Western is committed to a “renewal through reformation and revival” agenda. We are laboring to train leaders who can effect positive change by bringing a classic, robust evangelicalism to bear upon the contemporary scene.
Western Seminary stands in the great tradition of the Reformation, embracing the five solas. The solas of the Reformation are at the heart of the gospel centered transformation taking place among our students at Western Seminary. There’s not sufficient time to address each one of the five solas, but I’d like to touch briefly on Sola Gratia, by grace alone.
On its surface, this passage looks like it means that one’s eternal salvation is determined by one’s acts of compassion. Whenever we help the disenfranchised and the downtrodden of society, our entrance into heaven is all the more assured. On the other hand, as I heard one famous teacher describe it, Jesus will turn away at the final judgment from self-identifying Christians who failed to help the poor during their lifetime, saying, “I don’t want to hear it!”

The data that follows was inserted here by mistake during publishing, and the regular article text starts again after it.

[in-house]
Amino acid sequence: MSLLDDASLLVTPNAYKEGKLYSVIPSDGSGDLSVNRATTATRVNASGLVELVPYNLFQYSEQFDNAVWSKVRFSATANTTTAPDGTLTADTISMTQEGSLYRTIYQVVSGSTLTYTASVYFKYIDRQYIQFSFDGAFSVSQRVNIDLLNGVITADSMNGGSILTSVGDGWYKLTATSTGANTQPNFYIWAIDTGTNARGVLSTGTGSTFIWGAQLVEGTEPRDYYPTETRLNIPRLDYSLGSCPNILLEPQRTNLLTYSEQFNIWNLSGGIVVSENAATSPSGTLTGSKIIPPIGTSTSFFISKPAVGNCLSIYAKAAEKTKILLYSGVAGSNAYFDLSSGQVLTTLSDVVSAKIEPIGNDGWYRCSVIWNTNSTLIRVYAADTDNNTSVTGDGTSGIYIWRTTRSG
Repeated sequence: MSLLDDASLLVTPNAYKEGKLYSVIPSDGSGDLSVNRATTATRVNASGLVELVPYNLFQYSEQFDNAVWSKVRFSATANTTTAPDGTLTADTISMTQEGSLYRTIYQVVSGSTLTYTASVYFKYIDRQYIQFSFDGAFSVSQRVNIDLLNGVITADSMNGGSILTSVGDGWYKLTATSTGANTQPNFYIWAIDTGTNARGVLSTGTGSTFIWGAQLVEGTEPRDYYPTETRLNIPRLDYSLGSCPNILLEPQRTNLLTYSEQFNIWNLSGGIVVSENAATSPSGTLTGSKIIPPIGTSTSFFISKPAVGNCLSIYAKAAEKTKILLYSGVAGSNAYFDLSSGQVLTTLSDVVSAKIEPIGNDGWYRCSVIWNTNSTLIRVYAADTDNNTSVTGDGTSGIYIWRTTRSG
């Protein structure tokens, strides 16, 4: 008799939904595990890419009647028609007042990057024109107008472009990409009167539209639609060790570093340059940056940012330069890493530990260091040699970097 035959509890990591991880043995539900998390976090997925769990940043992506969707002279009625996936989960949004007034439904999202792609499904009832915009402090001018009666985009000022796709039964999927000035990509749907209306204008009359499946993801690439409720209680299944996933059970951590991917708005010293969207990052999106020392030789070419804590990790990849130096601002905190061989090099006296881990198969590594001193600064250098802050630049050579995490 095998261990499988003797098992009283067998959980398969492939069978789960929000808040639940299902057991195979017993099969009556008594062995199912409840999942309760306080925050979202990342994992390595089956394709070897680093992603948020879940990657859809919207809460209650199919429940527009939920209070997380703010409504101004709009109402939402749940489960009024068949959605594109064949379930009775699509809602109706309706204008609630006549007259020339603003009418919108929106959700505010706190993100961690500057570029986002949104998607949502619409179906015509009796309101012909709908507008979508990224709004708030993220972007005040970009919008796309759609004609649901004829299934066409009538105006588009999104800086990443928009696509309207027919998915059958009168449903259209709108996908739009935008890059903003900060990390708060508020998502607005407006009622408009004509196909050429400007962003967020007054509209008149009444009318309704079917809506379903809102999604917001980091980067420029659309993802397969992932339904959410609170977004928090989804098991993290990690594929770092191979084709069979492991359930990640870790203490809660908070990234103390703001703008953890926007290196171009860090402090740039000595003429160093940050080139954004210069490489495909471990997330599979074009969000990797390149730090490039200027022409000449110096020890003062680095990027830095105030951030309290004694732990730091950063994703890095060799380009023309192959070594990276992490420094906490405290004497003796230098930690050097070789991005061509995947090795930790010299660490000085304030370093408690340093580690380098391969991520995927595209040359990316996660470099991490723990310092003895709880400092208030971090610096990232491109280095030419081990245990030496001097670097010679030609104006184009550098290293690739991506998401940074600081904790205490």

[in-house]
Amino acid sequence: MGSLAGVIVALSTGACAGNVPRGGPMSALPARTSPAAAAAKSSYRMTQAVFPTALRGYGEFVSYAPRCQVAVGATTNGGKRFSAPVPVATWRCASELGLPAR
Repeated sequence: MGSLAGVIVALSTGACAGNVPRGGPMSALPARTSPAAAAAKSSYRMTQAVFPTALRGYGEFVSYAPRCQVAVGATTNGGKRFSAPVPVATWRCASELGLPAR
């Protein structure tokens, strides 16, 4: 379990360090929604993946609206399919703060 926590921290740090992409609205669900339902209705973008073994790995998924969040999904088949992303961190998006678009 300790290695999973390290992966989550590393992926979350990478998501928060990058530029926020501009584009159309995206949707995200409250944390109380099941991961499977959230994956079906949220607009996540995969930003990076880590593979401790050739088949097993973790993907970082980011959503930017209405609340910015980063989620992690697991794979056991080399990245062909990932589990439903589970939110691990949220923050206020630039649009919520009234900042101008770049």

What if we encouraged those in the pew, as we should in the classroom, to adopt a far more active stance? Imagine a church where the expectations for learning were far higher. People are not expected to simply take things in–but figure things out.
What is essential for a great preaching? Some say creativity, others story-telling, others cite the use of powerful metaphors, and still others point to the ability of a preacher to connect a passage to one or two practical applications. While such things are not inherently bad, it is my conviction that more important than any of these is one’s underlying approach to preaching. And, of the various approaches to preaching, I am convinced of the supremacy of expository preaching.